Real Food Fermentation by Alex Lewin

Real Food Fermentation is a great book for anyone interested in preservation of food at home. Sure you can throw your groceries in the fridge when you get home from the store, but why not take it a step further?

Mr. Lewin runs the gaunlet in this book, helping up to get our feet wet with lactofermentation in his sauerkraut making, then moves right into yogurts and kefirs. Once you’ve gotten a handle on the magic that is using whey as a starter to ferment fruits and vegetables, he takes us to vinegar production and kombuchas. If all the healthy eating is not your thing, don’t despair! The next few chapters talk about yeast fermentation to make the hard-core stuff: hard-ciders and mead, a fermented honey drink invented by the Romans–and we all know how those Romans could party!

Rounding out the experience in the final chapter, he guides us through fermenting meat. Now that you’ve figured out how to ferment everything in the refrigerator, Mr. Lewin suggests a recipe for a fermented corned beef.  Pickling spices, whey, sugar, and a brisket in a jar in the fridge for a couple of days.  Interesting…  I’m still working on the ginger ale.   Luckily, having read this book, you can prepare these foods with the food safety procedures that are through-out this pleasant read.

This book has a lot of discussion in every chapter about real food as compared to processed food.  He makes a compelling argument for finding a local farmer or trusted source of unprocessed food.  For example, the US government has regulated the food industry in this country to the extent that everything is processed.  Whole milk is pasteurized which kills all the enzymes that help us digest it.  Cows are feed corn which makes them more susceptible to disease, so the farmers dose them with more antibiotics, which are then found in the milk.  Fruits and vegetables are genetically modified so farmers can make more money to be able to pay to stay in compliance with the USDA.  Where does it stop?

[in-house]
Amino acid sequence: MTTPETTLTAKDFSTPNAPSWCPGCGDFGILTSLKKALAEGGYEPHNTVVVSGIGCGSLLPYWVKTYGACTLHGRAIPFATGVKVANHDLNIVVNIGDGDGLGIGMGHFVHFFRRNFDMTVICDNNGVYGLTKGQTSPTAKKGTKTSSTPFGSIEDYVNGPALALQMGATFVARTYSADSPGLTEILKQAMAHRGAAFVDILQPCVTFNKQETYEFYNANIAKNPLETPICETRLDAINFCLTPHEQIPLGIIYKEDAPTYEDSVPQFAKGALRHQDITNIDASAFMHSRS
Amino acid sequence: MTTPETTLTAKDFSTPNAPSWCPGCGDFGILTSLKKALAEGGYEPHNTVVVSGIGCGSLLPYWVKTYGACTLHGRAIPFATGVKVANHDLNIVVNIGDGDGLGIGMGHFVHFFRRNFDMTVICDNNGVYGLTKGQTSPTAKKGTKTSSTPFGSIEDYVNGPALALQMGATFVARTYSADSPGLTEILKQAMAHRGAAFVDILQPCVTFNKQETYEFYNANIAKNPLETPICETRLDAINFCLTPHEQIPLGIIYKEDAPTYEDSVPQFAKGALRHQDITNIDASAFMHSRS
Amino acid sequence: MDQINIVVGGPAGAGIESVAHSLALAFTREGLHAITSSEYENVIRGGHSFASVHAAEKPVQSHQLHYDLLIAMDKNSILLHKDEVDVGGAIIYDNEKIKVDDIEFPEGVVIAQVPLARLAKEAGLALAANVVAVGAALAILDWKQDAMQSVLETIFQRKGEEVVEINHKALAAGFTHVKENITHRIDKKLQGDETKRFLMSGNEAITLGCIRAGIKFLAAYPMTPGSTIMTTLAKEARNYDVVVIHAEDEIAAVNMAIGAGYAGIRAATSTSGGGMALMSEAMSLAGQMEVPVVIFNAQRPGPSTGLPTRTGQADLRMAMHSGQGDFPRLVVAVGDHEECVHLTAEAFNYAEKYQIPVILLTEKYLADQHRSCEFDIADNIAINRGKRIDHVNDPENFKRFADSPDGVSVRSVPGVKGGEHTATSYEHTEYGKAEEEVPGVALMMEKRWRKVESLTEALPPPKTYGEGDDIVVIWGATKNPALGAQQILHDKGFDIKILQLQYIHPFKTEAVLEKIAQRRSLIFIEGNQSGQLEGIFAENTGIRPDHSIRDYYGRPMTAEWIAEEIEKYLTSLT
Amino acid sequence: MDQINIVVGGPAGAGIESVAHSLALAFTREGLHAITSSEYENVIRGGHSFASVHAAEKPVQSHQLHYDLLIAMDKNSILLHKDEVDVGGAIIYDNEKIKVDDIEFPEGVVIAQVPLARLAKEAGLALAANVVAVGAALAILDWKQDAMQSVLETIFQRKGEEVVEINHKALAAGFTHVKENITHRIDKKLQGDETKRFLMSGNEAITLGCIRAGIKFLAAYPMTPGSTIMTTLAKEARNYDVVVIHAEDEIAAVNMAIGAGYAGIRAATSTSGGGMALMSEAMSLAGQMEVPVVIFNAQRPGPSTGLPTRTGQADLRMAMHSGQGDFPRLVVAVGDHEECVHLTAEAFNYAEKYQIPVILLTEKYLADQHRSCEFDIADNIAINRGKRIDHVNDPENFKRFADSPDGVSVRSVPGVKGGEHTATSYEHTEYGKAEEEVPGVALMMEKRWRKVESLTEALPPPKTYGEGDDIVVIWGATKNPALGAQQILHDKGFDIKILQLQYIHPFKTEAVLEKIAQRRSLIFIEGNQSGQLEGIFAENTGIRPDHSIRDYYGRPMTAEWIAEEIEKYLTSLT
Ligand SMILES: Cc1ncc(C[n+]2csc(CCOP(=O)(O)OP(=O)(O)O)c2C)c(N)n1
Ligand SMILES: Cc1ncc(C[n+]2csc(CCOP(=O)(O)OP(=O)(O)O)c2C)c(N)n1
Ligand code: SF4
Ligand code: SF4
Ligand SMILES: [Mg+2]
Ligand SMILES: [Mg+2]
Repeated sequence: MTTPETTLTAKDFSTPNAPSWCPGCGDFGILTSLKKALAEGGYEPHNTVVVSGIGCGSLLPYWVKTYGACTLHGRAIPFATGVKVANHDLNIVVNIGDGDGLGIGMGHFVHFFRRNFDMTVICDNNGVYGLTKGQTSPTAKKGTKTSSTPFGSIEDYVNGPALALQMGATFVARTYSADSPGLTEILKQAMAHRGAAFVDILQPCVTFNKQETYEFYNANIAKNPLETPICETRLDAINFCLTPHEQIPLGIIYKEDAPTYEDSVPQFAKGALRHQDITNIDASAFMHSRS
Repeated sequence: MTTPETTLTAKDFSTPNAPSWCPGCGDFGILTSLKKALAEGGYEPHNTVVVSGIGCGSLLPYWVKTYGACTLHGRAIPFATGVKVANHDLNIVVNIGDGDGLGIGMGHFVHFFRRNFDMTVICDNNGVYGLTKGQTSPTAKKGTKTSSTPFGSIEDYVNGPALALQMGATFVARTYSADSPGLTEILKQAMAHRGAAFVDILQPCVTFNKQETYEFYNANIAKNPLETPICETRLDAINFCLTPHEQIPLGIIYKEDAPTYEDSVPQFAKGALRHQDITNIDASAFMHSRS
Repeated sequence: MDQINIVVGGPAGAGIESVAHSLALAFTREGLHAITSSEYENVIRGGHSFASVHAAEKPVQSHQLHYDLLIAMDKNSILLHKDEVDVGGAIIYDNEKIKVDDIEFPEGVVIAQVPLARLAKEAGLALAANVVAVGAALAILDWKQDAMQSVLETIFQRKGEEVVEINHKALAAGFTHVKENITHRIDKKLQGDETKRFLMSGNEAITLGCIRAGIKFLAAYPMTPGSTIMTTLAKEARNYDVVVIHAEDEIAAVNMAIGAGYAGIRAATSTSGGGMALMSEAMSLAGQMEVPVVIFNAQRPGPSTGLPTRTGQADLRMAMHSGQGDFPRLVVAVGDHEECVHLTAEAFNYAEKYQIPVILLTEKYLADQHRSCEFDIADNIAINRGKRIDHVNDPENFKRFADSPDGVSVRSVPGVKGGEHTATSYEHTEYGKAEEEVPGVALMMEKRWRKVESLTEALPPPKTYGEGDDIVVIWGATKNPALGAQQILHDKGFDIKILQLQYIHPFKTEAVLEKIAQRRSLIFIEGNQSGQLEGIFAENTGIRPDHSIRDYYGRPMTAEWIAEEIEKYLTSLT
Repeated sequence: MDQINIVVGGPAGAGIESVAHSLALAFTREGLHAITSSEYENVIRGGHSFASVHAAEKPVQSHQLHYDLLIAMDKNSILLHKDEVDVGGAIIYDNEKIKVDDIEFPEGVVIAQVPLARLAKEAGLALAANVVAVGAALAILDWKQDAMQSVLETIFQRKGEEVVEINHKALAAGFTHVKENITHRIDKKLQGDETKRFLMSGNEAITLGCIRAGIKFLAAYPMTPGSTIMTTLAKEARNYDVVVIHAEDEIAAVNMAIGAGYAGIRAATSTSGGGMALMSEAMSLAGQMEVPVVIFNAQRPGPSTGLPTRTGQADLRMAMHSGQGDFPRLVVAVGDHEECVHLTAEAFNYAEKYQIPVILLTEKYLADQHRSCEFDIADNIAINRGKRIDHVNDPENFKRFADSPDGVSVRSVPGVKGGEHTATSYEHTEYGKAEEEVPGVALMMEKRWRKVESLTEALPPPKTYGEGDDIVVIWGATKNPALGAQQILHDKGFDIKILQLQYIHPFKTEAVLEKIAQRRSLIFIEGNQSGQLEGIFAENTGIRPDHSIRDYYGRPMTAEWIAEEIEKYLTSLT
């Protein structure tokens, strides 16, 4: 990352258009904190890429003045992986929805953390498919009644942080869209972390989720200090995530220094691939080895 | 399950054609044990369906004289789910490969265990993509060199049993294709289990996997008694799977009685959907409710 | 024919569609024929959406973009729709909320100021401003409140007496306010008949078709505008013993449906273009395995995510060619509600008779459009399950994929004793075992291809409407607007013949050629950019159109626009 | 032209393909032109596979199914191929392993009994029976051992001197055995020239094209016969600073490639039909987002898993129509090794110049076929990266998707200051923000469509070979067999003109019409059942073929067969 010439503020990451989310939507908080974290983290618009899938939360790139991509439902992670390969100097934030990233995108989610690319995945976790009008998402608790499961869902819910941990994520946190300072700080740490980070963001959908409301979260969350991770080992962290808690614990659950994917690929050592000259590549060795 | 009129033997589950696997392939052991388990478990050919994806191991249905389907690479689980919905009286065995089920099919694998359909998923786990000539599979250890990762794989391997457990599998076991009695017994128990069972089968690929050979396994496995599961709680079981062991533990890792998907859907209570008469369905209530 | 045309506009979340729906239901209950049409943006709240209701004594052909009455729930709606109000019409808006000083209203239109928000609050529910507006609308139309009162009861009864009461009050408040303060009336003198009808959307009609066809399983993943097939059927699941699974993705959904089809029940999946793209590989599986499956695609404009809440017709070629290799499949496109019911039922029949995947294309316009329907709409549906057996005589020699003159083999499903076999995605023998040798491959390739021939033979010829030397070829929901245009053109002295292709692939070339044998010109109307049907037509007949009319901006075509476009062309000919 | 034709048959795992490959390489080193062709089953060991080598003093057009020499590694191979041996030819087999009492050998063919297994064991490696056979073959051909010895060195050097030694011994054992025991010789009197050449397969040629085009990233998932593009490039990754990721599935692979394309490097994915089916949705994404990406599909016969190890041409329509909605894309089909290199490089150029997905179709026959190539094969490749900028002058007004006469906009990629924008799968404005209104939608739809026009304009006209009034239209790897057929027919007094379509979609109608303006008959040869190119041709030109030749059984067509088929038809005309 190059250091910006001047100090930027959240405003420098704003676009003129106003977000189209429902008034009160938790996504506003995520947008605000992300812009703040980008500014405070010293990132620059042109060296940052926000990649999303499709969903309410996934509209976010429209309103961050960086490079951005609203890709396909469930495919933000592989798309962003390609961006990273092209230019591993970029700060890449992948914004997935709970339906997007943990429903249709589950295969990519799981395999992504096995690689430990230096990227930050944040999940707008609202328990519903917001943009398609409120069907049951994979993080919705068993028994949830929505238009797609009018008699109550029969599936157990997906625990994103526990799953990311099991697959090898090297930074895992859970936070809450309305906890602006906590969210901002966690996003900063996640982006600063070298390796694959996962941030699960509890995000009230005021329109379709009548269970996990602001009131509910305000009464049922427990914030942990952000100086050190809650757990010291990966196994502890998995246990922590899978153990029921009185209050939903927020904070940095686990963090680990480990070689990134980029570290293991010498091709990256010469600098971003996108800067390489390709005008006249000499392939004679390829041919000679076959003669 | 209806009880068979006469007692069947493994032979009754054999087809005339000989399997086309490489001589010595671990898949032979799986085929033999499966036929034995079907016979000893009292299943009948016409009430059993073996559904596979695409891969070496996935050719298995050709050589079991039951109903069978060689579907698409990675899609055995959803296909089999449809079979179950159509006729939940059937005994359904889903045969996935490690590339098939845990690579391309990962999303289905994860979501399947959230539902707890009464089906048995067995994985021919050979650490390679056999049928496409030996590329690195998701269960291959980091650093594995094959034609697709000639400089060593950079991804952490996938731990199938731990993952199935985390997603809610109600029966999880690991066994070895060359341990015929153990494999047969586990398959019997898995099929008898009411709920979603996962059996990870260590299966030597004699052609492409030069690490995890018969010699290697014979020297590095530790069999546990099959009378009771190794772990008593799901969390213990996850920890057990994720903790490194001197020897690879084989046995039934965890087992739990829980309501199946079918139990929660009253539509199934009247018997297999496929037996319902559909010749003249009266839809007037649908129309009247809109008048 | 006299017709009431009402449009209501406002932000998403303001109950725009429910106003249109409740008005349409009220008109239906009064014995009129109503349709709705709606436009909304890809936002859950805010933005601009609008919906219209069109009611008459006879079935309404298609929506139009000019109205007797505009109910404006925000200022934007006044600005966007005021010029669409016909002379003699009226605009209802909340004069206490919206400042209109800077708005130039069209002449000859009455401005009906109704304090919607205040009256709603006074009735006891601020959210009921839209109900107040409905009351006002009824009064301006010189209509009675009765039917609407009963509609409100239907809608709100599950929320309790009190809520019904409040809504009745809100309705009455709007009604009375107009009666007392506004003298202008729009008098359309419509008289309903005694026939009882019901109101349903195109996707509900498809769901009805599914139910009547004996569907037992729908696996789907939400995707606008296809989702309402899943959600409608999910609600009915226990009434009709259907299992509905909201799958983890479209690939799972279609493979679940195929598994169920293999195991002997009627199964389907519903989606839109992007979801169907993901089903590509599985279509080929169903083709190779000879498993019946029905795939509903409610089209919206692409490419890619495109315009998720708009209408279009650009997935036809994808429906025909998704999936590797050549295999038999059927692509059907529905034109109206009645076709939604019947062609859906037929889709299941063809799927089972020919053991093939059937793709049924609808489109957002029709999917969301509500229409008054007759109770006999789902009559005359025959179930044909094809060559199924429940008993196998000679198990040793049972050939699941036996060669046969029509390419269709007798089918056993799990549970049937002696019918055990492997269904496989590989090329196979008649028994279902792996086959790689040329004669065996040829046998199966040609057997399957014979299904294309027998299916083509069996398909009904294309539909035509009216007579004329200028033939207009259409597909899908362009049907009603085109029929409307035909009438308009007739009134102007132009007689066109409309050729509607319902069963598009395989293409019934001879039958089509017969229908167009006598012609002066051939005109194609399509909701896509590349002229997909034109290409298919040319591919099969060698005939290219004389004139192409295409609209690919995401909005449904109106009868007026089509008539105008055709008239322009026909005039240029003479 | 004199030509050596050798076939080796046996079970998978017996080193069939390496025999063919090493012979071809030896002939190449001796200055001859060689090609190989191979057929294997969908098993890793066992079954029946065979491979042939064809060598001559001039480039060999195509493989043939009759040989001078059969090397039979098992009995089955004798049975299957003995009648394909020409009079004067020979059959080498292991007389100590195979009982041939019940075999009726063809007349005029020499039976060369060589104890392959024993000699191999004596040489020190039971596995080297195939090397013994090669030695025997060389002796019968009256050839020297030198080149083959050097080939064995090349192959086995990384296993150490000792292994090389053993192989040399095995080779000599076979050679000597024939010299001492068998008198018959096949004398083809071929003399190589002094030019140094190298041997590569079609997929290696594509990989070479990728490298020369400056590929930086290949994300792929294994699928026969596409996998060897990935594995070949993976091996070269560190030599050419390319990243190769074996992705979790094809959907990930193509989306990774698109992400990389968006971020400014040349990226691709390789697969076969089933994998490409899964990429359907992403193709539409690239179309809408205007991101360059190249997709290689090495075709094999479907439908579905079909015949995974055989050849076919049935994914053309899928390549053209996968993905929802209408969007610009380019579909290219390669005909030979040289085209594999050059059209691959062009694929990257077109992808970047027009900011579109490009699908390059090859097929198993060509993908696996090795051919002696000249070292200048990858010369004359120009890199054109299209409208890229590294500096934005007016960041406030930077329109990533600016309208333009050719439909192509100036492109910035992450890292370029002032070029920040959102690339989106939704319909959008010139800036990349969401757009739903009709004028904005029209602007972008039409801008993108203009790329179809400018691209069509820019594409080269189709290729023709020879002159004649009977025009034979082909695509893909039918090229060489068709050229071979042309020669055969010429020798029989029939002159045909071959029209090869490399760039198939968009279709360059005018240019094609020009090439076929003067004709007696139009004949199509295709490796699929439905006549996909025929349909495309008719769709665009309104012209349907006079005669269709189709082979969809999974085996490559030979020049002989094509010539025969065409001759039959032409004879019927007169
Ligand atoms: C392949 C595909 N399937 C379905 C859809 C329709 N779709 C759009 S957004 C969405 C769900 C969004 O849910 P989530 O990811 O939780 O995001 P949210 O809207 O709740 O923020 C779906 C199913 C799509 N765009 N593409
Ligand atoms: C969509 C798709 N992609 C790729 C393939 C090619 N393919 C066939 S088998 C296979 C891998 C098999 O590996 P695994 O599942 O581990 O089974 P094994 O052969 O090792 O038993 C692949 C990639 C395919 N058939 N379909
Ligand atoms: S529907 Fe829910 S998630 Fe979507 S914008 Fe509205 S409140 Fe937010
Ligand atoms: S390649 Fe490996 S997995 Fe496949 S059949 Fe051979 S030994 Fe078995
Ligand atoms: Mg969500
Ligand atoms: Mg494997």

The pictures and instructions are simple and clear enough for the most rank-beginner to pull off some amazing new deliciousness. Click the book to grab a copy!


    • jmacdowall

      I made the ginger ale as described in the book. It’s been a week and I’ve got no carbonation. I used my own fresh whey from the latest batch of yogurt and the mixture still smells great, but no tiny bubbles. I’m keeping it in my kitchen on the counter near the range, so it’s not too cold (71 degrees F) and it’s way in the corner so it’s not too bright. Maybe the antiseptic properties of the ginger killed the bacteria?


      • Alex Lewin

        I’m sorry to hear about your ginger ale. 🙁 If there’s mold growing, it’s time to dump it.

        So you could try again… Or you try a different method, like the “ginger bug” method described here:

        These fermentation things aren’t always consistent. That’s one of the cool things about them, but it can also be a little frustrating!


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